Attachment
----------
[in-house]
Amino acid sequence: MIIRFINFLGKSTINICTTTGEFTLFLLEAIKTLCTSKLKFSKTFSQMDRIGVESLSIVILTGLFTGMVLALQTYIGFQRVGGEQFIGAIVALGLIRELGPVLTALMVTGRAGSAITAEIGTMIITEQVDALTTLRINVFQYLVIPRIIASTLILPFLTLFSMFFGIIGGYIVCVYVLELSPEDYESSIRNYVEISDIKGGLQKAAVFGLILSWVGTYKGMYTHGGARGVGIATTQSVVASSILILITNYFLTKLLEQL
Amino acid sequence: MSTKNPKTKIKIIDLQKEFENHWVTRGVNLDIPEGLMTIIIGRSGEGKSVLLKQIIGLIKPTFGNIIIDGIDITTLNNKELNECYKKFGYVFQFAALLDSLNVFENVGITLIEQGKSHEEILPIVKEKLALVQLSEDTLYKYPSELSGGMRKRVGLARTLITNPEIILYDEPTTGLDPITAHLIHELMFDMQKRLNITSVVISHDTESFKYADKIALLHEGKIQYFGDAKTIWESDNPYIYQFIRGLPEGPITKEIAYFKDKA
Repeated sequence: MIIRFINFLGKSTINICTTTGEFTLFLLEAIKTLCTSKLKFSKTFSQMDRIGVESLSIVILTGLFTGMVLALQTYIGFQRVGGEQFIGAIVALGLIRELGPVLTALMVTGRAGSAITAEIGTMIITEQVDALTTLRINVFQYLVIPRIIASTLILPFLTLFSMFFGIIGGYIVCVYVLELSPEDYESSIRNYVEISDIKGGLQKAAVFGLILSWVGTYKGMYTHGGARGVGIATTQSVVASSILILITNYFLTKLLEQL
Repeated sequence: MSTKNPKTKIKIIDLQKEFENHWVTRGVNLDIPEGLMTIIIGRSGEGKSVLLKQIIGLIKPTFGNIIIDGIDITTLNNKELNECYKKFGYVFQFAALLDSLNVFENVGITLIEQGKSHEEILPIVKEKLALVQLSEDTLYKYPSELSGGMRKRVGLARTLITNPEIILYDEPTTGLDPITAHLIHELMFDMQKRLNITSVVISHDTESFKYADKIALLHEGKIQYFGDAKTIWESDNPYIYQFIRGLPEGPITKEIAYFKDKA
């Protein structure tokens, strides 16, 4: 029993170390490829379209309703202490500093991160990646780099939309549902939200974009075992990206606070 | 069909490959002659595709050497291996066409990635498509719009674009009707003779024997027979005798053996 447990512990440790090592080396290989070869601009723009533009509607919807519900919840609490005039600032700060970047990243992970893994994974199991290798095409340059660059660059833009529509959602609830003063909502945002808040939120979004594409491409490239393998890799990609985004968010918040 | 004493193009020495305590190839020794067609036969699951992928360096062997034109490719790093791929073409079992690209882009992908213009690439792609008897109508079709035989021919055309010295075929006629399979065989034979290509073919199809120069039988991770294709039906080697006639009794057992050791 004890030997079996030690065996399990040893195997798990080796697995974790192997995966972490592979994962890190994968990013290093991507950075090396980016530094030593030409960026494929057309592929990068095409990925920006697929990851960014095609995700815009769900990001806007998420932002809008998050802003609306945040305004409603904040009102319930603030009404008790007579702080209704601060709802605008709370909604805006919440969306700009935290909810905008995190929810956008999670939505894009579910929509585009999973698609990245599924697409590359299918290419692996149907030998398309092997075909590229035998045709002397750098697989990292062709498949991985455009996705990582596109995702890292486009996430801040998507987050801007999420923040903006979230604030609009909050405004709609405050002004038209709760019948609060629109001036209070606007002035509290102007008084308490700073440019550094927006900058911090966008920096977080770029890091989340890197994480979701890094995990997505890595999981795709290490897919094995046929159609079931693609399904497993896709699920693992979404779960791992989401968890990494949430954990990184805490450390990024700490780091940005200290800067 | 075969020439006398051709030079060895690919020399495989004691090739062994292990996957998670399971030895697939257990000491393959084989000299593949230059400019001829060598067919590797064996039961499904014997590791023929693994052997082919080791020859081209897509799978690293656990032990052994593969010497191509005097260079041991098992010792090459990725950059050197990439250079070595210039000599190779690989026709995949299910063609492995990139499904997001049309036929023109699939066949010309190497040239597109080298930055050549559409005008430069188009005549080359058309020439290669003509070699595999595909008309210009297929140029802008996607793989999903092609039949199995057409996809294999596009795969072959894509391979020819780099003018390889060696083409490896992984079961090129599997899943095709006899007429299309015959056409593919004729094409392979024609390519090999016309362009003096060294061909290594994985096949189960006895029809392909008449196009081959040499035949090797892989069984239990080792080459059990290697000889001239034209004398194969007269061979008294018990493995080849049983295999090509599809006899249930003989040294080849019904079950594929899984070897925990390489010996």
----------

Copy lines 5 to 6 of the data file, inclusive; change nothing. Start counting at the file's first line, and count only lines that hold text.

Repeated sequence: MSTKNPKTKIKIIDLQKEFENHWVTRGVNLDIPEGLMTIIIGRSGEGKSVLLKQIIGLIKPTFGNIIIDGIDITTLNNKELNECYKKFGYVFQFAALLDSLNVFENVGITLIEQGKSHEEILPIVKEKLALVQLSEDTLYKYPSELSGGMRKRVGLARTLITNPEIILYDEPTTGLDPITAHLIHELMFDMQKRLNITSVVISHDTESFKYADKIALLHEGKIQYFGDAKTIWESDNPYIYQFIRGLPEGPITKEIAYFKDKA
């Protein structure tokens, strides 16, 4: 029993170390490829379209309703202490500093991160990646780099939309549902939200974009075992990206606070 | 069909490959002659595709050497291996066409990635498509719009674009009707003779024997027979005798053996 447990512990440790090592080396290989070869601009723009533009509607919807519900919840609490005039600032700060970047990243992970893994994974199991290798095409340059660059660059833009529509959602609830003063909502945002808040939120979004594409491409490239393998890799990609985004968010918040 | 004493193009020495305590190839020794067609036969699951992928360096062997034109490719790093791929073409079992690209882009992908213009690439792609008897109508079709035989021919055309010295075929006629399979065989034979290509073919199809120069039988991770294709039906080697006639009794057992050791 004890030997079996030690065996399990040893195997798990080796697995974790192997995966972490592979994962890190994968990013290093991507950075090396980016530094030593030409960026494929057309592929990068095409990925920006697929990851960014095609995700815009769900990001806007998420932002809008998050802003609306945040305004409603904040009102319930603030009404008790007579702080209704601060709802605008709370909604805006919440969306700009935290909810905008995190929810956008999670939505894009579910929509585009999973698609990245599924697409590359299918290419692996149907030998398309092997075909590229035998045709002397750098697989990292062709498949991985455009996705990582596109995702890292486009996430801040998507987050801007999420923040903006979230604030609009909050405004709609405050002004038209709760019948609060629109001036209070606007002035509290102007008084308490700073440019550094927006900058911090966008920096977080770029890091989340890197994480979701890094995990997505890595999981795709290490897919094995046929159609079931693609399904497993896709699920693992979404779960791992989401968890990494949430954990990184805490450390990024700490780091940005200290800067 | 075969020439006398051709030079060895690919020399495989004691090739062994292990996957998670399971030895697939257990000491393959084989000299593949230059400019001829060598067919590797064996039961499904014997590791023929693994052997082919080791020859081209897509799978690293656990032990052994593969010497191509005097260079041991098992010792090459990725950059050197990439250079070595210039000599190779690989026709995949299910063609492995990139499904997001049309036929023109699939066949010309190497040239597109080298930055050549559409005008430069188009005549080359058309020439290669003509070699595999595909008309210009297929140029802008996607793989999903092609039949199995057409996809294999596009795969072959894509391979020819780099003018390889060696083409490896992984079961090129599997899943095709006899007429299309015959056409593919004729094409392979024609390519090999016309362009003096060294061909290594994985096949189960006895029809392909008449196009081959040499035949090797892989069984239990080792080459059990290697000889001239034209004398194969007269061979008294018990493995080849049983295999090509599809006899249930003989040294080849019904079950594929899984070897925990390489010996």